Update (1423 ET): Lawmakers are pushing back against a Boeing bailout - comparing it to AIG, which required a rescue due to its own risky decisions.
According to CNBC's Kayla Tausche, the White House will need to make an "extremely compelling case" to change minds.
As I just reported on @CNBC -- Lawmakers are wary of bailing out Boeing, comparing it to AIG, a company that required government rescue only because of its own risky decisions.— Kayla Tausche (@kaylatausche) March 19, 2020
Based on current thinking, WH would have to make an extremely compelling case to change minds.
The Boeingburg! https://t.co/h8cuqYqCVS— Stacy Herbert (@stacyherbert) March 19, 2020
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Having sparked public outrage after
demanding politely asking for a $60 billion bailout earlier this week after repurchasing tens of billions of its own shares over the past decade...
... resulting in record corporate leverage...
... leverage which now means the company is on the verge of collapse as cash flows grind to a halt, but more importantly which funded record management equity-linked bonuses and spawned some very rich shareholders, at least until this month, Boeing has finally decided to "punish" its shareholders and according to the WSJ, the aerospace giant is now considering cutting its dividend as well as launching mass layoffs at its jetliner plants, as America's largest manufacturer grapples with an unprecedented disruption to the global airline industry.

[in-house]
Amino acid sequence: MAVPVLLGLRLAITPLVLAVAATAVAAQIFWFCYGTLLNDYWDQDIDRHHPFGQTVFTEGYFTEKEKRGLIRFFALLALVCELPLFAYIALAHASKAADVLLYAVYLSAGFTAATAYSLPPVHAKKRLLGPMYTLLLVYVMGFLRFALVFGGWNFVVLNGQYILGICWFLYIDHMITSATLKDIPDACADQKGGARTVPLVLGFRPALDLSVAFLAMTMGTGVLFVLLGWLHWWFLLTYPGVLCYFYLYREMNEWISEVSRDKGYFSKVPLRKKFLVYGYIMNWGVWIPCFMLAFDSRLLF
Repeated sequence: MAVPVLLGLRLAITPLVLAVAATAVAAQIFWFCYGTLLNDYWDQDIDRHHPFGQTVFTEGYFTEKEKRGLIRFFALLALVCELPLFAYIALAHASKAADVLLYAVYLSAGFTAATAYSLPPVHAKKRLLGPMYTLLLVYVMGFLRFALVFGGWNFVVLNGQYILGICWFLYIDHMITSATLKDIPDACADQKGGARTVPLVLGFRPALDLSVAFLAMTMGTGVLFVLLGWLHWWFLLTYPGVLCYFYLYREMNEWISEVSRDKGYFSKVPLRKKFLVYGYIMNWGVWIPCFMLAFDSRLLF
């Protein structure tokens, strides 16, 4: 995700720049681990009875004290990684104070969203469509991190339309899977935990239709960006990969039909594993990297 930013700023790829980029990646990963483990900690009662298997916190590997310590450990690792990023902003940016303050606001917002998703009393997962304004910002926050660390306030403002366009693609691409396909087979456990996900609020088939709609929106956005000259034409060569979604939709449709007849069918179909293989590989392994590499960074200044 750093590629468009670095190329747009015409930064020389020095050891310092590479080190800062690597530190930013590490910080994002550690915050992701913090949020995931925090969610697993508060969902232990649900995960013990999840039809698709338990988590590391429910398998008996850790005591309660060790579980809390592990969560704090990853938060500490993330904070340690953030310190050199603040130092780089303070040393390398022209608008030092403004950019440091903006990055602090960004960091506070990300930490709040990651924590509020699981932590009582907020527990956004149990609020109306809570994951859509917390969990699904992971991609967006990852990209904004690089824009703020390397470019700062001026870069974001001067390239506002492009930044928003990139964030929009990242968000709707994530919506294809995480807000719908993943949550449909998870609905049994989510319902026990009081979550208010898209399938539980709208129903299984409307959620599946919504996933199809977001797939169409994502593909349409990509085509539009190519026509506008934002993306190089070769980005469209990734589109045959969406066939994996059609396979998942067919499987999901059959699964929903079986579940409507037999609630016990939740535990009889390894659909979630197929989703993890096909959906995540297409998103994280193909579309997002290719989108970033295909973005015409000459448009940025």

What is shocking is that it took until the Boeing stock price lost more than two thirds of its value amid rising solvency fears, that Boeing took the "draconian" step of limiting how much cash it would syphon out to its shareholders. Maybe Boeing's new management team was hoping to quietly sneak through not only dividend but buybacks, all funded by the upcoming multi-billion taxpayer bailout?
Oh, and it's worth noting that Boeing - which is pretending that the bailout would go toward keeping its employees in their jobs - will also slash thousands of jobs, because if shareholders are punished, workers must be too.
To be sure, on one hand there is little Boeing could have done to prevent the fallout from a viral superbug escaping the Wuhan Institute of Virology. On the other, instead of injecting trillions into the bank accounts of its shareholders, the company could have been building a rainy day fund for times just like this because, guess what, it's pouring.
"Nobody's flying," a Boeing official said. In response, Delta Air Lines this week said it had cut 70% of its flying until demand improves and is parking 600 jets, two-thirds of its fleet. It won't take any new jets this year. Delta also said officers would take a 50% pay cut until the situation normalizes. Additionally, airlines are deferring deliveries from this year after the near-collapse in passenger traffic, and cancellations are on the rise, starving Boeing of new cash and draining liquidity in the form of deposit refunds.
That said Boeing is not alone: its European rival, Airbus, whose shares have fallen almost as much as Boeing's this year, is also seeking government support in Europe. Its global supply network is entwined with that of Boeing, raising questions about how packages on both sides of the Atlantic could be structured.